Just as water moulds it way into rock, the people we encounter leave their mark on the bedrock of our world too.
As you think of areas in your life that have been influenced or shaped by others, it can seem as if the enriching encounters happen more by luck and good fortune.
When luck is an attitude, you control the influences entering your life. It becomes our responsibility to minimise exposure to the corrosive ones and become able to cherry pick just the right kind of positive influence on your experiences, actions and thoughts.
As you do this, you gain strength and confidence in your ability to manage the stresses life throws up at you.
Role Models encourage:
Viktor Frankl survived Auschwitz. Surrounded by evil, death and fear, he found a way to continue his life’s work. Terry Fator’s dedication to his art went unappreciated for many years before he finally won America’s Got Talent and became internationally reknowned. Nobody would have thought any less of Frankl or Fator if they had given up. In fact, many would have expected it. But thankfully, Frankl and Fator were not driven by what was expected, they were driven by their own aspirations and beliefs.
As role models, they teach us that it’s okay to trust ourselves and to work towards what we want despite circumstances.
2) Faith in your ability
Milton Erickson was paralyzed through polio aged 17. Watching his baby sister learn how to crawl helped him become aware of his own muscles again. Stroke victims have also found role models in babies when re-learning how to walk.
Until 1954, nobody had run a mile under 4 minutes. Then Roger Bannister did it. Just 46 days later, his record was broken. Records continue to be broken because of the role model effect. If one person can do something, someone else can learn to do it too.
Watching a master at work is a graceful experience. Your hungry student eyes will let you pick up the nuances that marks the person out as a master.
When problems and obstacles seem a hassle or even unsurmountable, it can be easy to remain at best in a comfortable everyday rut and at worst, a victim. Limiting your exposure to negative people, and having people around you with the type of energy that moves you, provides a helping hand that complements your own efforts. With resistance being what it is, it’s up to you to let their positive influence in.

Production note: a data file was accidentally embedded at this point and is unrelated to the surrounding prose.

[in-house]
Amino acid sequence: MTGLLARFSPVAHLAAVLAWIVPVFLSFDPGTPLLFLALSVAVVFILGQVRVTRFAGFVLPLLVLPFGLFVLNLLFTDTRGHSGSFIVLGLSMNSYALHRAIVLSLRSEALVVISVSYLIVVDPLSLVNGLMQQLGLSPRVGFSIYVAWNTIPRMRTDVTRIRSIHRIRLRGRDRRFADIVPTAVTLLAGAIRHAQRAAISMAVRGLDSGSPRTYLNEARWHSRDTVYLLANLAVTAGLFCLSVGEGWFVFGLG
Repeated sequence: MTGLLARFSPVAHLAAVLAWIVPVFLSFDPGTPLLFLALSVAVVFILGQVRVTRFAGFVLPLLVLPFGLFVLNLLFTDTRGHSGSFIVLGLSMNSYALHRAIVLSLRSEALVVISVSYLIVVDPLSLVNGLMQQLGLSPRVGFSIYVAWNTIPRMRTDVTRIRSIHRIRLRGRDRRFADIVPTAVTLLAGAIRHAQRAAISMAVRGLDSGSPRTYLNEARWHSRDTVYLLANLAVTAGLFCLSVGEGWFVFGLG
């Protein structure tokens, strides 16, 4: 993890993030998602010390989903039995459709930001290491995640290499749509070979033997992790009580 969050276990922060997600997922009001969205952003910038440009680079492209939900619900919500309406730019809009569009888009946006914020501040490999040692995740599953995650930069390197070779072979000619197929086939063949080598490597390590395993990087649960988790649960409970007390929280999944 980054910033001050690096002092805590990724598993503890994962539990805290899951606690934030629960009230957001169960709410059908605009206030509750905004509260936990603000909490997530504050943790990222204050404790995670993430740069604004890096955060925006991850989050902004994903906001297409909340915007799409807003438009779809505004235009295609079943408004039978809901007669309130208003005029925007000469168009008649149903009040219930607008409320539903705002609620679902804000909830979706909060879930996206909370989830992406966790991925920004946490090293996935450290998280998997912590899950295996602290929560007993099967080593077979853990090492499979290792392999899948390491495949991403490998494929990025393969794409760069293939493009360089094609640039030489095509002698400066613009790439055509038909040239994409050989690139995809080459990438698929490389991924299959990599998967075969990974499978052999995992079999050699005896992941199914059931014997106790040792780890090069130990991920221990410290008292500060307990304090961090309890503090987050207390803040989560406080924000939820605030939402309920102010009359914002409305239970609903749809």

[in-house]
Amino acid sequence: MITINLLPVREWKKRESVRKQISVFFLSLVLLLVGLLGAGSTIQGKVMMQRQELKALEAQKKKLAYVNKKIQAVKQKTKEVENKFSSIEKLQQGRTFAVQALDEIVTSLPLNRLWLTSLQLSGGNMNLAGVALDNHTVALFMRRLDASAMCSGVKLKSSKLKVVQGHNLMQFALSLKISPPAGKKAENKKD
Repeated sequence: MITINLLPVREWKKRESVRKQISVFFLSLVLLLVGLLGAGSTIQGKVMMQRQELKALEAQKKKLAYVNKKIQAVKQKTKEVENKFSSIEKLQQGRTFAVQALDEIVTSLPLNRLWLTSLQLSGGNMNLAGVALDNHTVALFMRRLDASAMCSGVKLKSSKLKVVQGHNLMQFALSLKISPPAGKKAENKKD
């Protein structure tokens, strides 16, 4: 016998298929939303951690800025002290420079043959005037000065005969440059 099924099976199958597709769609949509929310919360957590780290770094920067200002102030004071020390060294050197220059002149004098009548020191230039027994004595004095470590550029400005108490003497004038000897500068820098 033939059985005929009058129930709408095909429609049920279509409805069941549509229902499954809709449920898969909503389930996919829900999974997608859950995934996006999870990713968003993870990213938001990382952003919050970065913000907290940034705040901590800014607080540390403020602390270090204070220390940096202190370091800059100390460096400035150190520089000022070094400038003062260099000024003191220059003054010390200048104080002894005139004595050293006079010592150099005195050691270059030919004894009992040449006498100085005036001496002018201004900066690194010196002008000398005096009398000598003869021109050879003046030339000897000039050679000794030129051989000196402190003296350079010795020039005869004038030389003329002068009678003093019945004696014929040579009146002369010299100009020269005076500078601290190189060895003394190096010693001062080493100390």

A role model inspires you to step beyond wishful thinking and into a place of action.
4) Self awareness
Sometimes, a kick in the butt comes from the unlikeliest sources. I once worked with a guy who would snack on an apple every afternoon. At precisely 3pm, he’d polish his apple diligently for 5 straight minutes with a white cotton hanky while my ears waited for their miserable exposure to the inevitable juice-sodden crunch that would resound in his mouth for an eternity. Then he’d recline his chair and stare into space for a while before pulling another bite from the poor apple, sucking it dry before finally putting it out of its misery. Every day I would sit and seethe at this disgusting ritual.
It was a rude awakening when I realised that boredom and frustration in my own job were resenting him for having the job I deserved. This was even though I knew his job would take my career in a direction I didn’t want to go. That spurred me to face my fears about doing what I wanted to do and ultimately taught me to understand the stress signals in my body before they impacted my behaviour.
When you take an unreasonable dislike to someone, there’s a good chance you are seeing something about yourself being reflected back at you.
5) New perspectives
In everyday life, we follow patterns that we have created. You may have noticed that in your personal relationships you tend to favour a particular sense. You may lose yourself in the closeness of touch, the musical sound of voice, the comfort of words or the delightful vision before you. This pattern tends to hold true in the various aspects of your life although the favoured sense may change according to context.
A role model encourages us to step out of these patterns and experience things using more of our senses. As children, we used all our senses all the time. We loved getting dirty, feeling the paint, seeing the colour and making a lot of noise. Role models can give us a similar sense of freedom and opportunity. Because we’re out of our usual pattern for the moment, we’re using more of the lesser used senses in that particular context and so process the information in a different way.
6) Your intrinsic value
Here’s a quote from “The Waltons”, a childhood favourite.
“[narration as John 'John Boy' Walton, Jr. reading from his journal] Whenever I look back to those days when I was growing up in the Great Depression, I’m always convinced that I came from a remarkable family. It wasn’t that my brothers and sisters and I were sheltered from the realities of those difficult times. It was simply that our mother and father had a way of making more of what we had and less of what we didn’t have.”
Role models help us to make more of what we hold inside us. As you fulfil your potential with integrity, in a way that meets your values, your self-esteem flourishes.
7) Independent thought
You will never be your role model. And that’s a good thing. You will infuse what they teach you with your own qualities and produce something fresh and unique as you grow into your dreams.
That’s when you realise that your individuality isn’t something you display by simply being quirky. Your individuality is your gift to the lives you touch – once you lose the fear to use it.
If life is a game of Snakes & Ladders, role models bring more ladders onto your board.
How have you been inspired or helped by a role model?